With the implementation of the Sarbanes-Oxley Act (SOX), finance and accounting departments have scrambled to put in place internal control systems as required by SOX section 404. Compliance with SOX and SEC regulations are certainly good reasons for companies to create a financial control system.

Small and medium size business (SMB) owners might wonder, though, how this applies to them or helps improve their business metrics. Perhaps you have a few investors or creditors and need to produce financial statements, but you don’t have to worry about complying with SEC or SOX regulations. Or do you?

What is the Point of an Internal Control System?

It is interesting to note, however, that in many cases the internal control system at public companies consists of a volume of instruction-like procedures that document activities. If a company is taking the time and effort to develop a procedure based, financial control system, then it seems worth the small amount of additional of effort it would take to:

  • Understand major financial processes
  • Establish key finance polices and goals (including performance goals as well as producing accurate financial statements)
  • Determine which processes provide a level of risk or materiality in reaching financial goals
  • Prioritize development of the control system according to materiality, risk, and other important goals
  • Incorporate best practices and a continual improvement philosophy to build effective processes and nurture a culture of improvement

Is there a better indicator of an effective control system than clear goals and key performance metrics that are consistently measured and regularly improving?

So the question that applies to companies of all sizes, shapes, and types: Are you taking advantage of the financial control system to improve process results and drive your financial performance upward?

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financial control system

Improving Processes in the Production and Office Space

Discussions of improving processes are too commonly relegated to the production floor. Is it any less important for your office processes to function effectively and efficiently? How well does you company manage financial aspects like working capital, debt and investments, and leasing? These are just as vital to success as how efficiently production operates. Yet, few companies attempt to understand and improve finance processes to the same degree.

In fact, a lack of focus on finance is common, especially among privately owned SMBs. Research shows that a majority of SMBs do not create capital plans, do not actively manage working capital, nor do they conduct analysis of financial statements.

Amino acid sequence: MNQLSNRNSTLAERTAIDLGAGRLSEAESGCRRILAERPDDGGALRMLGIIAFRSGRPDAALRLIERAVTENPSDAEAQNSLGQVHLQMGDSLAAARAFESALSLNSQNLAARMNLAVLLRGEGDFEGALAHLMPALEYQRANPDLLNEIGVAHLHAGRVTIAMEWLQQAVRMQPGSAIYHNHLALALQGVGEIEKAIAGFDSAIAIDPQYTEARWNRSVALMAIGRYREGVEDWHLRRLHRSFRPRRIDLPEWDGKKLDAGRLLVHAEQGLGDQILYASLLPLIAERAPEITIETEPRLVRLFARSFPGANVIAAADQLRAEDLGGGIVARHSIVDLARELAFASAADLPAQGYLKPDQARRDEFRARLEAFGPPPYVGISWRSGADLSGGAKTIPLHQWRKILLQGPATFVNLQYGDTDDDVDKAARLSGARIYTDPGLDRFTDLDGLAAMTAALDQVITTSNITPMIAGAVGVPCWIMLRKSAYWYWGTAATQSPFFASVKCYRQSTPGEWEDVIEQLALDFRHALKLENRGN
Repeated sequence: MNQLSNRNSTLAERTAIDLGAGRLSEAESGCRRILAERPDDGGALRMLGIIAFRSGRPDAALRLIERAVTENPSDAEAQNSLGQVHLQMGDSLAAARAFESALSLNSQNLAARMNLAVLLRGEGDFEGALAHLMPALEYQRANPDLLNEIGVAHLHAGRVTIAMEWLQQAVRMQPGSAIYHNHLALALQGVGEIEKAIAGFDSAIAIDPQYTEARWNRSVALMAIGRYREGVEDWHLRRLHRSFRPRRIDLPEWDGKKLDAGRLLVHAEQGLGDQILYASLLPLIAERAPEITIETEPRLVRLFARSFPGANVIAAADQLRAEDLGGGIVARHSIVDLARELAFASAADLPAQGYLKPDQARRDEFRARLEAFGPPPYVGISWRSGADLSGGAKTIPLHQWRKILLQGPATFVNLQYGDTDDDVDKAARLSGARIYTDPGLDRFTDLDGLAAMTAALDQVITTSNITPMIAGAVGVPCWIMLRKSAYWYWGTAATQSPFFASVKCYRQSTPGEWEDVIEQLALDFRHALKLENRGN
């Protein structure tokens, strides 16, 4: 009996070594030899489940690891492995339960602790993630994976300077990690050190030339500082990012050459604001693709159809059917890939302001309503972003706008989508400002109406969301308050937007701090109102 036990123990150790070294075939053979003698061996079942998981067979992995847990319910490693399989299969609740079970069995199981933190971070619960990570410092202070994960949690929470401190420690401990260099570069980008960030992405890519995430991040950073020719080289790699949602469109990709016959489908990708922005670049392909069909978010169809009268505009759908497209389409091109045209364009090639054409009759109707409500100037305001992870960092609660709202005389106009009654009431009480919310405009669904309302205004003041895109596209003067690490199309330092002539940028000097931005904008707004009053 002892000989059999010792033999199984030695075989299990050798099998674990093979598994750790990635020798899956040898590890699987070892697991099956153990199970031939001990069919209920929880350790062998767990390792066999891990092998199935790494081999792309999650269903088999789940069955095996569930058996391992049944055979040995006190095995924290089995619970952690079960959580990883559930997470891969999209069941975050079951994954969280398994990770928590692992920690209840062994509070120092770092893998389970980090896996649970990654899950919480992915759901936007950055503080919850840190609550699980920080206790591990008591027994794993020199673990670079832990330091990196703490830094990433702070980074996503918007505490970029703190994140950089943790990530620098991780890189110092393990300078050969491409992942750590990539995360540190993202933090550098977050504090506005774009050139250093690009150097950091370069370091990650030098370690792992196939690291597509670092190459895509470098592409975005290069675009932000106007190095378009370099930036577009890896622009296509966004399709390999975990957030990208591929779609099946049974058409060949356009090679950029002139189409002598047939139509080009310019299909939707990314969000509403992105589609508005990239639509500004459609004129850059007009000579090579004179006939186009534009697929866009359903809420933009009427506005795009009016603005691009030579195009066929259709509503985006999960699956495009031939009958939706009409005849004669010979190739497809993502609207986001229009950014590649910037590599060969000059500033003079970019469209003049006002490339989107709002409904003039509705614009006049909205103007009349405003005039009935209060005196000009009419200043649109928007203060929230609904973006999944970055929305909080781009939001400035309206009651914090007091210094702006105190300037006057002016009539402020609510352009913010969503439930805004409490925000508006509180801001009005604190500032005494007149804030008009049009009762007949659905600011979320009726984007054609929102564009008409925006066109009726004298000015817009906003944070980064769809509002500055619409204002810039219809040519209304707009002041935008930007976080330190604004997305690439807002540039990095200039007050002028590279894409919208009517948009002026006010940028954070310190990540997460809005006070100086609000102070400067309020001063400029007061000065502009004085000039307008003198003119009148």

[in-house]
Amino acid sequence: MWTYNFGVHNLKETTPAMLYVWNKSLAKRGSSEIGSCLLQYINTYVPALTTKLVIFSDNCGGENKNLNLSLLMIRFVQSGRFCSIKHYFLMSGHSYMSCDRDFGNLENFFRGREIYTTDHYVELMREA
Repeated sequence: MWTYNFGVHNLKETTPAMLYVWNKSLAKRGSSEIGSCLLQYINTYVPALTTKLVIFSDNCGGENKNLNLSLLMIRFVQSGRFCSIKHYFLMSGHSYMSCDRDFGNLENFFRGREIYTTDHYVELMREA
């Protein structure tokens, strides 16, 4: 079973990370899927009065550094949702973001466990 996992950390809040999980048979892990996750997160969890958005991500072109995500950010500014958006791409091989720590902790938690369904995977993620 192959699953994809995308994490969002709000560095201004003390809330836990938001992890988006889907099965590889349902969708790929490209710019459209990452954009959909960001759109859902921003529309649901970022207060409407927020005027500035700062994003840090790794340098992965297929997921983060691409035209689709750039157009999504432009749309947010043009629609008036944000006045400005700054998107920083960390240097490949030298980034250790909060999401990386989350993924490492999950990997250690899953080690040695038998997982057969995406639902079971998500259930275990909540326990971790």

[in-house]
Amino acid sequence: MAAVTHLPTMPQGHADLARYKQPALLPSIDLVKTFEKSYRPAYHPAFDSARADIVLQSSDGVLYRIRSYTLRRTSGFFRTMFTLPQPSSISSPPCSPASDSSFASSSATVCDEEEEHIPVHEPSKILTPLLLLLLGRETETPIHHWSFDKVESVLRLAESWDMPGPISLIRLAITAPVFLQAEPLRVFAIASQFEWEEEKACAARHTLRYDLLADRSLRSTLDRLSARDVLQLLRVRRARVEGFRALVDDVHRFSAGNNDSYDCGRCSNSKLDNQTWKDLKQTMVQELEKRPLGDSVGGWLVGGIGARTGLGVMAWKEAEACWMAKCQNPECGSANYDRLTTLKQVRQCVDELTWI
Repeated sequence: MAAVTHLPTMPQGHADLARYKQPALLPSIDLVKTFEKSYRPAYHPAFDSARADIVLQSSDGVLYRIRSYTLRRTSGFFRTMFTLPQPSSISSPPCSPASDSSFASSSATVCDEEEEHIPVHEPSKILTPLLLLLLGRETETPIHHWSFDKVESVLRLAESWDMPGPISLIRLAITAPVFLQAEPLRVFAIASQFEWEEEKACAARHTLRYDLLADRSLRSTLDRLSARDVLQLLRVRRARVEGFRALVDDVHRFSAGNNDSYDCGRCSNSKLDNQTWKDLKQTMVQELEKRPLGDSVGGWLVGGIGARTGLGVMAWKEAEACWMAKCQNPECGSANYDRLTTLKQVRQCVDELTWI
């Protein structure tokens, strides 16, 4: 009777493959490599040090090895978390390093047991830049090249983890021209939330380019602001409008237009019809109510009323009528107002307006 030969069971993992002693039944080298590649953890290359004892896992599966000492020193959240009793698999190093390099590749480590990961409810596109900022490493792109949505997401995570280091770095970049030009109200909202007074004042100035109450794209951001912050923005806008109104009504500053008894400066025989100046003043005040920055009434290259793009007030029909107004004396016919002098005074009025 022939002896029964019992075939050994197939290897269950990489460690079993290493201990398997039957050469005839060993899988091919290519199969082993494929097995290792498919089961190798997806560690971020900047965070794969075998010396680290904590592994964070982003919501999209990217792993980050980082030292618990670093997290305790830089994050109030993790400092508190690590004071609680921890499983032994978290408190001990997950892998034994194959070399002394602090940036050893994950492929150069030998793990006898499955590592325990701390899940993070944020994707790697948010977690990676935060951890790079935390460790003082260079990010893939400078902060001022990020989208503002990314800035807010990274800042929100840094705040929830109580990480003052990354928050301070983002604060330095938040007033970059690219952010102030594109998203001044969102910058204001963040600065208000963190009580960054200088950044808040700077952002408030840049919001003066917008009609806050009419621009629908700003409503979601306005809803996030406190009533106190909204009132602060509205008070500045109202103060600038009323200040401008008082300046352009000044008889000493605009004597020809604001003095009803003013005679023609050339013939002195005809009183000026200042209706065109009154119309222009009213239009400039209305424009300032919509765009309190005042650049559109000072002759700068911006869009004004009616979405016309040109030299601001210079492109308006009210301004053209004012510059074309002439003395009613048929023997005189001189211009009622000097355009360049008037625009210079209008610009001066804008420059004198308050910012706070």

It can even seem a bit humorous to consider the controls and checks businesses put in place, for example, to prevent minor pilferage from the cash drawer, while having no processes in place to, say, conduct basic ratio analysis of financial statements in order to understand the meaning behind the numbers.

Do you know if you are making money on the cash you borrow? Or how about the assets you deploy like accounts receivable, inventory, or cash. What about the asset acquisitions you make? These are hard questions to ask for some but when it comes to business finance, these are the questions you should be asking – before you raise debt or equity capital.

What really represents the biggest threat to the success of your business; Mary Lou borrowing a fin from the till when she is caught short at lunchtime on Friday, or having no thought-out and consistent methods for managing high level financial processes that can represent millions in losses when they go bad? The answer should be obvious.

A Financial Control System that Focuses on Improvement and Success

Of course, we are not saying that businesses should ignore prudent controls over their cash drawer. The point is that focusing on small components while not knowing how much cash is tied up in receivables does not represent a control system that recognizes priorities and risk. Focusing solely on the rote and mundane does little to improve your overall financial performance. Financial control systems shouldn’t just be about compliance, they should be about continually improving key aspects of the financial operation such as:

  • Regularly reviewing and improving the overall capital structure.
  • Using a capital plan to minimize the cost of capital while strengthening the Debt/Equity position.
  • Managing working capital so excessive inventories and receivables do not sap financial resources.
  • Ensuring proper calculations and scenarios are explored while making debt/investment or leasing decisions.
  • Maximizing returns while minimizing costs for cash and merchant accounts.

A control system of well-defined processes is not only about control or compliance, it is also about consistently striving to do a little better. Control systems that are designed only to achieve compliance are doing the bare minimum, and they represent a missed opportunity to gain improvement and a competitive edge. And that should be enough reason for any size and type of company to think about using a continual improving process approach to creating a financial internal control system. Sox is nice, but continual improvement is better for everyone.

Bizmanualz Procedure Templates Incorporate the Continually Improving Process Philosophy

There is no reason to start from scratch. All of Bizmanualz policies, procedures & forms products are thoroughly researched to implement best practices while employing a continual improving process approach, and they are reviewed by subject matter experts who work in the field. Plus, every manual includes a CD with all the procedures and forms in Microsoft Word format, so you can easily customize them to meet your needs.